Spring MVC is one of my favorite web frameworks. Next major release of the popular web framework brings some interesting features. Along with Spring MVC, Spring Web Flux is coming later this year and it is coming here to stay. Spring Web Flux will help us to build high throughput functional reactive microservices.

What is reactive programming?

Reactive programming is programming with asynchronous streams [1]. The magic two words here are asynchronous and stream. In reactive programming, everything is a stream. Unlike pull-centric Java 8 stream, reactive streams are push-centric. It uses the well known Observer Patern. Reactive programming is a wide topic and details are beyond the scope of this blog post. You can check the Reactive Streams, Reactive Manifesto, RxJava and this blog post.

Get Started


  • Java 8
  • MongoDB
  • Maven
  • IDE

In order to generate the project skeleton, go to http://start.spring.io address and choose “Generate a “maven” project with “Java” and Spring Boot “2.0.x”. As of writing this blog post, the latest version was 2.0.0 M2. In dependencies, section, choose Reactive Web and Reactive MongoDB. Then unzip the downloaded file and open with your favorite IDE. My personal preference is IntelliJ.

Currently, only MongoDB, Cassandra, and Redis are supported as reactive data stores. In this blog post, I will go with MongoDB.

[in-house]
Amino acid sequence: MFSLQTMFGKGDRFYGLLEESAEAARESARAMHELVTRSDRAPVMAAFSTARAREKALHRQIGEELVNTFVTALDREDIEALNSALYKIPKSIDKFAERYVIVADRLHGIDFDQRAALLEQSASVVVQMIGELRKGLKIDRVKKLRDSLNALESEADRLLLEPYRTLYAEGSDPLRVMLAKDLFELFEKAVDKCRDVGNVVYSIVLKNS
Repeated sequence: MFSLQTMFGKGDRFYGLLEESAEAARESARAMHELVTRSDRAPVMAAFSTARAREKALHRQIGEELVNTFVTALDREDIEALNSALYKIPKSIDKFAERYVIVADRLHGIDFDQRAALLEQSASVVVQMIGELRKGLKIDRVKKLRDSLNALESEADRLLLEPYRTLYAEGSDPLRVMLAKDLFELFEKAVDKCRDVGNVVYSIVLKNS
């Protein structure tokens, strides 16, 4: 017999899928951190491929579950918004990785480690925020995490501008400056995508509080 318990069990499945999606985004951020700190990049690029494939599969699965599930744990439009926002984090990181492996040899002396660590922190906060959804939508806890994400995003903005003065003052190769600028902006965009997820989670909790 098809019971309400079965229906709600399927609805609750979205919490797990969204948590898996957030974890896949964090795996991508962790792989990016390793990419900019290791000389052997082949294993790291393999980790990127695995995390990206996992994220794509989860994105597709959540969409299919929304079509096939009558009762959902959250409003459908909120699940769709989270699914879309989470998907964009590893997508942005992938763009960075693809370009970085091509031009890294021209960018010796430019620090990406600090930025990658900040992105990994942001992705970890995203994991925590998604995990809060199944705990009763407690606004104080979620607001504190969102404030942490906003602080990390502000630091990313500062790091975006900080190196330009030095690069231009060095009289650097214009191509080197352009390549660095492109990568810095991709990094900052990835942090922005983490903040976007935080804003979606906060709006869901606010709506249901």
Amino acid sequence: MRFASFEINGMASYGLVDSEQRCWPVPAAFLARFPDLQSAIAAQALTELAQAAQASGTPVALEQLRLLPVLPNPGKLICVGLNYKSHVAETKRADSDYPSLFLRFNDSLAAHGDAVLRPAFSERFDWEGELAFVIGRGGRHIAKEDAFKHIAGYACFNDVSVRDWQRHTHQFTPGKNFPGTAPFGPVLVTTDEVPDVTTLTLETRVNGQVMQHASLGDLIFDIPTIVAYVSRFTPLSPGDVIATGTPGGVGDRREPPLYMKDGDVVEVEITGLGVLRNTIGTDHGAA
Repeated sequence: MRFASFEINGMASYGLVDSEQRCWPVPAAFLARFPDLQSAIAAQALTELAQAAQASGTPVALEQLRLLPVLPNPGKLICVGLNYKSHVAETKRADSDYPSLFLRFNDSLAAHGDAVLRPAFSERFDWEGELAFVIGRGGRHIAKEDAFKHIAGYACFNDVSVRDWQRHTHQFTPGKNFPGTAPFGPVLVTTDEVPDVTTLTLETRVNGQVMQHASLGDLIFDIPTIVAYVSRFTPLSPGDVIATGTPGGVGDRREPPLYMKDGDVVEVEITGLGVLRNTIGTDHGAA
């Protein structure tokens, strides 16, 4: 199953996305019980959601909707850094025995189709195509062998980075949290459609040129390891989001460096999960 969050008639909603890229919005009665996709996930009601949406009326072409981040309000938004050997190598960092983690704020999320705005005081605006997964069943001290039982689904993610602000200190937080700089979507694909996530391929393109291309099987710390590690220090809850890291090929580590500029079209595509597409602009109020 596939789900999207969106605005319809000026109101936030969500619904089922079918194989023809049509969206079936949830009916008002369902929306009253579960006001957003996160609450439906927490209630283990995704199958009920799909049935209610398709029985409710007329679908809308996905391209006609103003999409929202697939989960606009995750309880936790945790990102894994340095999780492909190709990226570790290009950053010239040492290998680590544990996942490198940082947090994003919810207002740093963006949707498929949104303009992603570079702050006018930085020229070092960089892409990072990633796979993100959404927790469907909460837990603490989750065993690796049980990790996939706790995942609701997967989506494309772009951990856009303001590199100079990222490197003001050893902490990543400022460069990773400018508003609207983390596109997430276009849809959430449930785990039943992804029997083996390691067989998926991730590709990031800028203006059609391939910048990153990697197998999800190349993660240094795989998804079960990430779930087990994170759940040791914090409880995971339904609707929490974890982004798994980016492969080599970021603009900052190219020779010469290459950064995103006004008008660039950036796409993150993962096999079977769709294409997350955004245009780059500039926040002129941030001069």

In order to make use of MongoDB’s async API’s, we need to enable the reactive MongoDB repositories. The default configuration will connect you to the local MongoDB instance on the default port.

public class MongoDBConfiguration extends AbstractReactiveMongoConfiguration {

    public MongoClient mongoClient() {
        return MongoClients.create();

    protected String getDatabaseName() {
        return "reactive_todos";


Our Todo model will consist of an id field, title, creation and completion dates and a boolean completion flag.

public class Todo {

    private BigInteger id;
    private String title;
    private boolean completed;
    private Date createdDate;
    private Date completedDate;

    public Todo() {

    // Getters ...
    // Setters ...

You can check out Project Lombok in order to create clean data models. It can magically create constructors, getters, and setters.

Data Layer

public interface TodoRepository extends ReactiveCrudRepository<Todo, BigInteger> {

Creating this interface will magically generate common CRUD methods for us. The first generic argument is our domain model and the second is the type of the @Id annotated field. For MongoDB documents it can a String or a BigInteger.

Web Layer

The controller will be annotated with @RestController. Just like nonreactive rest applications.

public class TodoController {
  private TodoRepository todoRepository;

  public TodoController(TodoRepository todoRepository) {
      this.todoRepository = todoRepository;

Spring can inject dependencies in a constructor without @Autowired annotation but I prefer to declaring it explicitly.

Creating a Todo

In order to create a To-Do, we will use the following method.

public Mono<Todo> create(@RequestBody Todo todo) {
    todo.setCreatedDate(new Date());